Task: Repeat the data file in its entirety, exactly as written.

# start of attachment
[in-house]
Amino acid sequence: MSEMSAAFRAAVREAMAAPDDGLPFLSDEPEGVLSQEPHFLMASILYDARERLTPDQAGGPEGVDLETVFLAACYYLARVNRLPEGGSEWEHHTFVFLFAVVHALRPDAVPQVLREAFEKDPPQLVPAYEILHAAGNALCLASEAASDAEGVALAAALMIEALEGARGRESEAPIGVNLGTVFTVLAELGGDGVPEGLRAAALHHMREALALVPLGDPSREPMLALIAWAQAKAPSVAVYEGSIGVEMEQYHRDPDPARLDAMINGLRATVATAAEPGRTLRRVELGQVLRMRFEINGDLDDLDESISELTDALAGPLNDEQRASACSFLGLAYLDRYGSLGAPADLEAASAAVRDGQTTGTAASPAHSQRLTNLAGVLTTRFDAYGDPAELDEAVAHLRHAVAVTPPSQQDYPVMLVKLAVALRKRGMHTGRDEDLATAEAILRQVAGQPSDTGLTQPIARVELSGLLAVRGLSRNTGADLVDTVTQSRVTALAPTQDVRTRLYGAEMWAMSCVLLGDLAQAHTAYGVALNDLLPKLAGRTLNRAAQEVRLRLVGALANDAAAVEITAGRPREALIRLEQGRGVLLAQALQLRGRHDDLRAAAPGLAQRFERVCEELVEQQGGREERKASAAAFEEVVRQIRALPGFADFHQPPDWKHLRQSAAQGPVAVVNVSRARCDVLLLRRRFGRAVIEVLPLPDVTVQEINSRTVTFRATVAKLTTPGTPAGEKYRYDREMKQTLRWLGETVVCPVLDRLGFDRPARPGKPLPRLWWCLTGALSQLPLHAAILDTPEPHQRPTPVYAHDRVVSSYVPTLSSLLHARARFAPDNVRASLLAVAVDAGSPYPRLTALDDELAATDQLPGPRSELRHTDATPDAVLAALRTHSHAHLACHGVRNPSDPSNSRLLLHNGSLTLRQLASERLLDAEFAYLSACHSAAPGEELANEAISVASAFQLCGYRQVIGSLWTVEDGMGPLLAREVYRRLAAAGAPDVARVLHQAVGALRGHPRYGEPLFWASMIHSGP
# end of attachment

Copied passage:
[in-house]
Amino acid sequence: MSEMSAAFRAAVREAMAAPDDGLPFLSDEPEGVLSQEPHFLMASILYDARERLTPDQAGGPEGVDLETVFLAACYYLARVNRLPEGGSEWEHHTFVFLFAVVHALRPDAVPQVLREAFEKDPPQLVPAYEILHAAGNALCLASEAASDAEGVALAAALMIEALEGARGRESEAPIGVNLGTVFTVLAELGGDGVPEGLRAAALHHMREALALVPLGDPSREPMLALIAWAQAKAPSVAVYEGSIGVEMEQYHRDPDPARLDAMINGLRATVATAAEPGRTLRRVELGQVLRMRFEINGDLDDLDESISELTDALAGPLNDEQRASACSFLGLAYLDRYGSLGAPADLEAASAAVRDGQTTGTAASPAHSQRLTNLAGVLTTRFDAYGDPAELDEAVAHLRHAVAVTPPSQQDYPVMLVKLAVALRKRGMHTGRDEDLATAEAILRQVAGQPSDTGLTQPIARVELSGLLAVRGLSRNTGADLVDTVTQSRVTALAPTQDVRTRLYGAEMWAMSCVLLGDLAQAHTAYGVALNDLLPKLAGRTLNRAAQEVRLRLVGALANDAAAVEITAGRPREALIRLEQGRGVLLAQALQLRGRHDDLRAAAPGLAQRFERVCEELVEQQGGREERKASAAAFEEVVRQIRALPGFADFHQPPDWKHLRQSAAQGPVAVVNVSRARCDVLLLRRRFGRAVIEVLPLPDVTVQEINSRTVTFRATVAKLTTPGTPAGEKYRYDREMKQTLRWLGETVVCPVLDRLGFDRPARPGKPLPRLWWCLTGALSQLPLHAAILDTPEPHQRPTPVYAHDRVVSSYVPTLSSLLHARARFAPDNVRASLLAVAVDAGSPYPRLTALDDELAATDQLPGPRSELRHTDATPDAVLAALRTHSHAHLACHGVRNPSDPSNSRLLLHNGSLTLRQLASERLLDAEFAYLSACHSAAPGEELANEAISVASAFQLCGYRQVIGSLWTVEDGMGPLLAREVYRRLAAAGAPDVARVLHQAVGALRGHPRYGEPLFWASMIHSGP